Roger Epp is professor of political science: a willing teacher, an experienced administrator, and a public scholar with diverse interests (see below).
A native of rural Saskatchewan, and a former newspaper journalist, I earned a BA (Honours) at the University of Alberta and both MA and PhD at Queen's University.
I have served the University in a number of senior leadership capacities. I held the positions of Deputy Provost and Vice-Provost (Academic) in 2014-15, and was founding Dean of the University's Augustana Campus in Camrose from 2004 to 2011. Currently in addition to my responsibilities in Political Science, I have been appointed Director of UAlberta North, a new coordinating office for northern initiatives and relationships.
I have held visiting appointments at the University of Wales, Aberystywyth, the University of North Carolina - Asheville, and the Pontifícia Universidade Católica do Paraná in Brazil.
My research has involved such diverse subjects as the rural west, settler-aboriginal relations, higher education, and, from a critical position, theory and ethics in international relations. My writing has appeared in such diverse public venues as Inside Higher Ed, the Small Farmer’s Journal, the Toronto Star, Alberta Views, the literary magazine Geist, as well as in leading academic journals such as the Review of International Studies.
In international relations, my current interests are rooted in both the English School – in what I take to be openings in Martin Wight’s work – and applied hermeneutics: first, on the idea of the limit, the frontier, the outsider, the apocalyptic; and second, on thinking the international from beyond ‘the West.’ Recently I contributed to the Guide to the English School in International Studies (2014).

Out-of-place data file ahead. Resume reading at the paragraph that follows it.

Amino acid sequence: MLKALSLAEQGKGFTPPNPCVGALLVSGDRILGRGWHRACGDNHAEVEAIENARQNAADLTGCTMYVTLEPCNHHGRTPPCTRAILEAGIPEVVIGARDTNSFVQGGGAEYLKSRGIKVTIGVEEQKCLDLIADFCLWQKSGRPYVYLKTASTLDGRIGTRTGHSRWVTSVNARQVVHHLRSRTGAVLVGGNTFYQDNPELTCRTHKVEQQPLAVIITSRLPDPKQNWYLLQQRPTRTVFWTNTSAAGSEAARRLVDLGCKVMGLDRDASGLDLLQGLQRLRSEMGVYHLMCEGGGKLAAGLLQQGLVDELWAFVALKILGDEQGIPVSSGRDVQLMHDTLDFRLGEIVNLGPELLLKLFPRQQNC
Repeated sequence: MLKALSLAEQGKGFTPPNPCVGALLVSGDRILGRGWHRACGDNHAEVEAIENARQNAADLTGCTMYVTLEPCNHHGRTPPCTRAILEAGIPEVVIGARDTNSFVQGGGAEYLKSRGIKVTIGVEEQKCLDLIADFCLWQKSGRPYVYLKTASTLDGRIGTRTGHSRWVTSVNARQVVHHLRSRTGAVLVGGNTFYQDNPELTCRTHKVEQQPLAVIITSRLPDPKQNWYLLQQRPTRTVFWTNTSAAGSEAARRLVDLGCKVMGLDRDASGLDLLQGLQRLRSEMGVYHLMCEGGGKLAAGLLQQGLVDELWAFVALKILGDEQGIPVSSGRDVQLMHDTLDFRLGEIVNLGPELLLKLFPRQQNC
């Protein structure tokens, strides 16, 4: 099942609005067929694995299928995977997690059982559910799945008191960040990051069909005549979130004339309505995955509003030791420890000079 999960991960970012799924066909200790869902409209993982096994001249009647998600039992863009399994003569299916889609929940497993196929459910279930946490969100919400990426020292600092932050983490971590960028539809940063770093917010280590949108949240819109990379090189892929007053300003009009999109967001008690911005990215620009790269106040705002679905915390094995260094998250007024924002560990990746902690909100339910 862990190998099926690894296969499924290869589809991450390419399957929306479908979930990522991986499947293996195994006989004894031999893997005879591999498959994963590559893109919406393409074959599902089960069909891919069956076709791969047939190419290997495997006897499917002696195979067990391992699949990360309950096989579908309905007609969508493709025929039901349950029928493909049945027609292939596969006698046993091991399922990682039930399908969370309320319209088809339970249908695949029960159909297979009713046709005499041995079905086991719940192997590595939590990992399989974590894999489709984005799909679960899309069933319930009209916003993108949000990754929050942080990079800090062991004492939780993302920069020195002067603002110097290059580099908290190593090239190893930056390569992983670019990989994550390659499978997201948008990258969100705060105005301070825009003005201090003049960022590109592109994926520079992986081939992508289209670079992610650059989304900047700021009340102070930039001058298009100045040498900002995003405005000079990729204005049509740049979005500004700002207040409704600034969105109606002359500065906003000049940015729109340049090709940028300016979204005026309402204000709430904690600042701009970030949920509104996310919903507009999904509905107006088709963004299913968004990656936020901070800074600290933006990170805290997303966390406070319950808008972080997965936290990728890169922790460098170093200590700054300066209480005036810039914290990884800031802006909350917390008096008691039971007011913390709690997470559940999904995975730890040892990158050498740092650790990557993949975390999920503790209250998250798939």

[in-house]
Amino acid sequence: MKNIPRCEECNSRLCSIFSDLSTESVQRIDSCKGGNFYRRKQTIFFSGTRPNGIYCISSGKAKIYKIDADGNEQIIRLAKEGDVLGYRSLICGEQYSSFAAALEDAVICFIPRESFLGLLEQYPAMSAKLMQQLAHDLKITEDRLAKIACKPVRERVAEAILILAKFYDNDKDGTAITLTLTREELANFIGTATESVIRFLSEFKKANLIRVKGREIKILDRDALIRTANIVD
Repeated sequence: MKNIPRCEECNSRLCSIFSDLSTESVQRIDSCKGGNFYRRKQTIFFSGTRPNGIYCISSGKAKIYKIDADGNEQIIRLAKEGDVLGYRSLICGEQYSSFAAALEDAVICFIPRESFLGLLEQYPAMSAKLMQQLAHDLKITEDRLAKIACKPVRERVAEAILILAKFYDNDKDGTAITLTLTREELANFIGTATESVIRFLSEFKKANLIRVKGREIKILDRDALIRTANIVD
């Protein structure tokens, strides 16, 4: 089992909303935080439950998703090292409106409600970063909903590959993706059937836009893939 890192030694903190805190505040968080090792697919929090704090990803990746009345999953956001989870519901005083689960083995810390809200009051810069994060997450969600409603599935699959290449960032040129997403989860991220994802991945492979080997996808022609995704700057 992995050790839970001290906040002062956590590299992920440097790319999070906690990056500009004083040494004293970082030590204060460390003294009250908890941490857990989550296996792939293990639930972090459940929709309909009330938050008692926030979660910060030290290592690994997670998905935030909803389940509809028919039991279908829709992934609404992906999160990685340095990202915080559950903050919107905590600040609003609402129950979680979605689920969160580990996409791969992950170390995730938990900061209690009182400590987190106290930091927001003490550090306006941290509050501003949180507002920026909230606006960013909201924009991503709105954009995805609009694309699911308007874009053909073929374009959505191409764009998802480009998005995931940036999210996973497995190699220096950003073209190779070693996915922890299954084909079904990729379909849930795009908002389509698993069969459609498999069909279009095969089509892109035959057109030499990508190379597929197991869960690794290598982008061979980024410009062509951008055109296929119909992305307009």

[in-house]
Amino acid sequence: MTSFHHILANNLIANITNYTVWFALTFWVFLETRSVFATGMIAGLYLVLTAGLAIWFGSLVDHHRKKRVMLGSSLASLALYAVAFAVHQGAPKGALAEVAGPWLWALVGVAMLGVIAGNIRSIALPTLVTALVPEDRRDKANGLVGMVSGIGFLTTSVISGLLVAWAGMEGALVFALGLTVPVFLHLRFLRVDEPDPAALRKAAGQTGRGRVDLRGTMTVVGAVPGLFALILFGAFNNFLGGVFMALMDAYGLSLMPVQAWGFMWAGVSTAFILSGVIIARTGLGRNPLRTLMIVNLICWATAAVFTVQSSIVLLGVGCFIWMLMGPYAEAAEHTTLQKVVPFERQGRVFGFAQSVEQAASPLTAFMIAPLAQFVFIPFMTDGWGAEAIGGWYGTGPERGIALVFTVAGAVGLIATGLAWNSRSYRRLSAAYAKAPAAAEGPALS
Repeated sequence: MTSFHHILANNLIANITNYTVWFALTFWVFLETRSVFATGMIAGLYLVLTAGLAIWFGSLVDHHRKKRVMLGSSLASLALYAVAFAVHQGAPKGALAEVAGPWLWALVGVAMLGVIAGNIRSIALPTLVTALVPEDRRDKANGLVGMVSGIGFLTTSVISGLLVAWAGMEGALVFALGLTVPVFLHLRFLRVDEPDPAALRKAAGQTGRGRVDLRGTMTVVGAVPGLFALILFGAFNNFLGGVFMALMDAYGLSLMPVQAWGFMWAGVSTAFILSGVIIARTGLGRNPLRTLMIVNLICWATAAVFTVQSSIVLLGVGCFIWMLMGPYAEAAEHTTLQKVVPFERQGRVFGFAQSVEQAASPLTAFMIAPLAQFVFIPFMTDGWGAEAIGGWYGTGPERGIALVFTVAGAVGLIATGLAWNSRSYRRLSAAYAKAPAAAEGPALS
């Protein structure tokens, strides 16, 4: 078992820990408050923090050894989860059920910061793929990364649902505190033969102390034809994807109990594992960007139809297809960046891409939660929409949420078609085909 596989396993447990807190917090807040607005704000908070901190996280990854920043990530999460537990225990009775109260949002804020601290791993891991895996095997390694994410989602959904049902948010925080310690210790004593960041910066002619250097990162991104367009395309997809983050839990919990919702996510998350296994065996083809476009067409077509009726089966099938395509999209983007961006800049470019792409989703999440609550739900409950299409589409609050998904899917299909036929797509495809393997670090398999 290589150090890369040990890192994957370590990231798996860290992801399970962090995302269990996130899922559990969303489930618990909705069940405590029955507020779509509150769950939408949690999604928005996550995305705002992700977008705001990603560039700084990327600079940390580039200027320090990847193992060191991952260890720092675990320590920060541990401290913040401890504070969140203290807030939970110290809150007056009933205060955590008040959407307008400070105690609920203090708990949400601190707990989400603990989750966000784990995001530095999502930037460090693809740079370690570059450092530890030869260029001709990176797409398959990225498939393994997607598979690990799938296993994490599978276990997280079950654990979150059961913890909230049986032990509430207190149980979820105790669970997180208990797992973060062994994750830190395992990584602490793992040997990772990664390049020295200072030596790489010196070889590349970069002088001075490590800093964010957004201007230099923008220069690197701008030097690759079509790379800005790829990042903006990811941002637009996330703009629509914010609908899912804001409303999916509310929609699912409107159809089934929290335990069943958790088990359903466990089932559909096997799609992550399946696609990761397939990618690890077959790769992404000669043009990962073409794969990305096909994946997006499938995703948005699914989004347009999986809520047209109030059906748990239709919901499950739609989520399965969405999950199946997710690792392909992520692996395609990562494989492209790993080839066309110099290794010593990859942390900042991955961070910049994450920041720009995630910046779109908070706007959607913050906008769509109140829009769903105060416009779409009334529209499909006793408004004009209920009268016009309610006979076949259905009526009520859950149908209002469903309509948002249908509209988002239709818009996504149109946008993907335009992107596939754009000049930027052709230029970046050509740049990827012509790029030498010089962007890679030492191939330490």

I have also explored what it means to live in the prairie region with a sense of memory and care. That work includes We are All Treaty People: Prairie Essays (2008), Writing Off the Rural West (co-edited, 2001) and Roads Taken: The Professorial Life, Scholarship in Place, and the Public Good (2014). I co-produced the radio documentary “The Canadian Clearances,” for CBC Radio's Ideas. I was an honorary witness at hearings of the Truth and Reconciliation Commission of Canada and participated in two panels at the final national assembly in 2014.
I welcome graduate students in any of the above areas.
POL S 469/560: Ethics and International Relations
This course is an exercise in international political theory. Rather than imagine that ethical questions are somehow imposed on the ‘real world’ of international politics by philosophers drawing on transcendent ‘normative’ principles, this course critically examines a series of ethical questions having to do, for example, with war, human rights, justice, and asylum, and asks how they arise out of, and might even help to construct, what we experience as ‘the international’ and ‘the global.’ Why, and how, has the modern experience of a world fragmented (and, at the same time, organized) into ‘sovereign’ states framed moral argument around the vocabulary of insiders and outsiders? What is the moral significance of borders? What do they permit, require and excuse? Who are ‘we’? What do ‘we’ owe ‘them’? Who is my neighbour? Whose lives should we grieve? Whose not? What makes human beings worthy of respect? What violations justify ‘humanitarian intervention’? What makes any war just? Who gets to ask the question? Act on it? Within what limits?
Explores how texts from the history of western political theory, from ancient Greece to the 20th century, help to deepen and diversify our understanding of themes like justice, freedom, equality, property, rights, and democracy. Not to be taken by students with credit in POL S 210. Prerequisite: POL S 101 or consent of Department.Fall Term 2020
Selected topics of contemporary interest in Canadian public policy. Information about the specific topic is available from the Department. A variable content course, which may be repeated if topics vary. Prerequisite: One of POL S 224, 225 (or 220) or Department consent.Winter Term 2021
Selected topics and approaches in comparative public policy; content may vary from year to year.Winter Term 2021